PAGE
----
The election may only be next year, but the outlines of the policy debate are already coming into focus. And though there’s increasing recognition that Britain requires urgent reform everywhere, from healthcare to policing, one area is receiving particular attention: energy.
If investment in Britain’s power infrastructure is widely recognised as vital to the country’s future security – even as the green transition promises to create vast opportunities for communities up and down the country – how and where can these broad aspirations be achieved in practice?
That’s what delegates to the Conservative Party conference recently gathered to explore at a New Statesman roundtable discussion hosted in partnership with Hitachi Energy. Given the national scope of energy policy, the conversation was largely shaped by the role of the state.
As one industry spokesperson noted, Britain’s solar factory sector is expected to grow by 2 per cent over the next decade, far less than countries like China or Indonesia. The insider partly blamed this sluggishness on the sway of local Nimbys. “Are we going to do really significant grid and planning reform?” is how they put it. “Are we going to do investment, and justify that to the public?”
If a supply-side revolution in parliament and bolstering investor confidence are both important pillars of Britain’s energy transition, speakers equally emphasised the need to secure public support. To quote the head of one trade association: “We’re all saying that the communications piece is the most important.”
In practice, participants agreed that economic self-interest could help smooth over Nimby objections. On a macro level, one way of doing this might be appealing to patriotism. “Even if you don’t believe in net zero,” suggested one parliamentarian on the panel, “then surely you must think it’s a good thing to have energy generation here in the UK, rather than being reliant on Saudi sheikhs or Putin.”
Speakers made similar arguments around the specific benefits that projects could offer local communities. As the trade association boss explained, even “a relatively modest plan” for offshore wind production, developed jointly by government and industry, could create added gross value of £92bn for the economy – and unlock around 100,000 jobs in places as varied as Humberside and Aberdeenshire. And the low cost of renewables generated by such projects was another obvious benefit noted by participants.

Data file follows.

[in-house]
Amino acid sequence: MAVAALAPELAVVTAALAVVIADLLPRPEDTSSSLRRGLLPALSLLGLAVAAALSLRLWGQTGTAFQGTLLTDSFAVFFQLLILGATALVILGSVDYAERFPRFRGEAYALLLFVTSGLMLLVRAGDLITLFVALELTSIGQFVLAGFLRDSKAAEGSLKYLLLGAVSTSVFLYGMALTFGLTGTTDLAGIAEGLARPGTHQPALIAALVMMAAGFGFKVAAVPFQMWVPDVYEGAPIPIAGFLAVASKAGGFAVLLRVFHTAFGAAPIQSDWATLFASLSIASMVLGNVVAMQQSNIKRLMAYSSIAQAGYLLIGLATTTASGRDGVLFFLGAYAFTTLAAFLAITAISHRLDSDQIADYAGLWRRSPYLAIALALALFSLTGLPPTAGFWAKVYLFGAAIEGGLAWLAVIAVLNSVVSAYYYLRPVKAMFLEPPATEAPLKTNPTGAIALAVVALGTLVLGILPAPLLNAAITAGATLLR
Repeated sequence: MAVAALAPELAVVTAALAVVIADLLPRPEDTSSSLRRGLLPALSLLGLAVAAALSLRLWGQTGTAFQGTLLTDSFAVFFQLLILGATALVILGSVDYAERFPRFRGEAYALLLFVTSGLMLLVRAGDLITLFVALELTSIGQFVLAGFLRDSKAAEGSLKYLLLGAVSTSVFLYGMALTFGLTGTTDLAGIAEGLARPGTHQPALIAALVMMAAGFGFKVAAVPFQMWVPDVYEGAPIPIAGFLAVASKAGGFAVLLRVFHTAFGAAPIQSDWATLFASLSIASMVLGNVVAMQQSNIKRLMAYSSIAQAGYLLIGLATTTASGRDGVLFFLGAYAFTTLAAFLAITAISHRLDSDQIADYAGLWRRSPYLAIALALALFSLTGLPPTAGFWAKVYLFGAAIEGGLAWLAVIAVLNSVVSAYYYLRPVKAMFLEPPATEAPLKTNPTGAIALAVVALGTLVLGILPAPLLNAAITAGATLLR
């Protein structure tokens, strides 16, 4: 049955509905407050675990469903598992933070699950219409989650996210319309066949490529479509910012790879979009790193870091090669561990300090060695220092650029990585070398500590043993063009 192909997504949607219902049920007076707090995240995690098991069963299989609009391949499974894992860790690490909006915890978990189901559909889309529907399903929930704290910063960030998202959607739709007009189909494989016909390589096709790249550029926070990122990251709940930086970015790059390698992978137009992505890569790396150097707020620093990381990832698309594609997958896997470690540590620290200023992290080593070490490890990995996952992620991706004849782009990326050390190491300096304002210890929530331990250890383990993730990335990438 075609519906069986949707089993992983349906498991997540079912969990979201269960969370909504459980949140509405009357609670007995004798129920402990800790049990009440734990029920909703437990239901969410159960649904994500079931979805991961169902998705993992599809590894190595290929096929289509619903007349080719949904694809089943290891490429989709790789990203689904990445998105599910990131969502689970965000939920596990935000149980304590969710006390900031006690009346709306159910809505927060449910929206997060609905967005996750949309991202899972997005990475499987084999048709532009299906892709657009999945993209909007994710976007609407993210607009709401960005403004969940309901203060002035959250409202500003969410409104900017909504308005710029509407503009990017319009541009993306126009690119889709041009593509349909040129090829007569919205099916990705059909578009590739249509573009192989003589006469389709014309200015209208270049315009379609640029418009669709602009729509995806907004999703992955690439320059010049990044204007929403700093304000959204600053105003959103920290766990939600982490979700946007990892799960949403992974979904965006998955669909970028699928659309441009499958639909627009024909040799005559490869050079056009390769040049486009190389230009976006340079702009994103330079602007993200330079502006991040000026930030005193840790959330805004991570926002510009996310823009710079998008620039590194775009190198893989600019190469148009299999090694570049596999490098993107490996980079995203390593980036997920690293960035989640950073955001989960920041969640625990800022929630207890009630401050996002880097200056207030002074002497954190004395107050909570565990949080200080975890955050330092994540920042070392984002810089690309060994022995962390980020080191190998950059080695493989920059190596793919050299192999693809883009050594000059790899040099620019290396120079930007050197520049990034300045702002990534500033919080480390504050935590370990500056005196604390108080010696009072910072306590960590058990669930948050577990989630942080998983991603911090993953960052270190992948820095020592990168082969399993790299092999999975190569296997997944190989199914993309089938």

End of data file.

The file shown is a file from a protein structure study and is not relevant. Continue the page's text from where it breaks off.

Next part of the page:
Winning public backing for energy investments would clearly be beneficial, as would loosening restrictive planning laws. But when applications to the grid are up 75 per cent – and the UK has the fourth-highest electricity costs in Europe – insiders must equally reflect on exactly what to greenlight.
Expanding power transmission infrastructure seems especially urgent. As the parliamentarian explained, the country is currently spending hundreds of millions of pounds in constraint payments to energy generators in Scotland and elsewhere – simply because Britain doesn’t have the grid infrastructure to absorb all the energy produced.
The same could be said, they added, of wind farms off East Anglia, where there aren’t enough power lines to get electricity to the mainland towns that need it.
Beyond these fundamentals, speakers showed enthusiasm for a range of green energy technologies. Wind and solar are two obvious examples, with the parliamentarian noting that the UK already has as much solar on the national grid as France. Hydrogen is another area of focus, as is nuclear, dovetailing neatly with government plans to build a number of small modular reactors through private developers.
It would be wrong to imply, however, that investment in mega-projects is the only way forward. On the contrary, speakers were also united in stressing the power of more modest initiatives. Consider smart meters – the parliamentarian noted that 83,000 are installed each week – machines that can both cut energy usage and save money for customers.
In a similar vein, one industry veteran highlighted the impact that thoughtful urban planning could have here, implying that a light railway network could plausibly do as much for Britain’s energy future as a wind farm. “The built environment really has to go hand-in-hand with the energy and transport infrastructure,” they argued, “to deliver for people and businesses places that we can affordably live, and affordably deliver those businesses.”
Together with shifts in education – around 300,000 engineers need to reskill to support the green economy – it seems clear that the green transition will encompass more than just the construction of new renewables infrastructure. Considering the scale of the challenge, that’s surely just as well.
But something all participants agreed on was the need for speed. We need new ways of working and faster decision-making to reach net zero. There is no time to spare.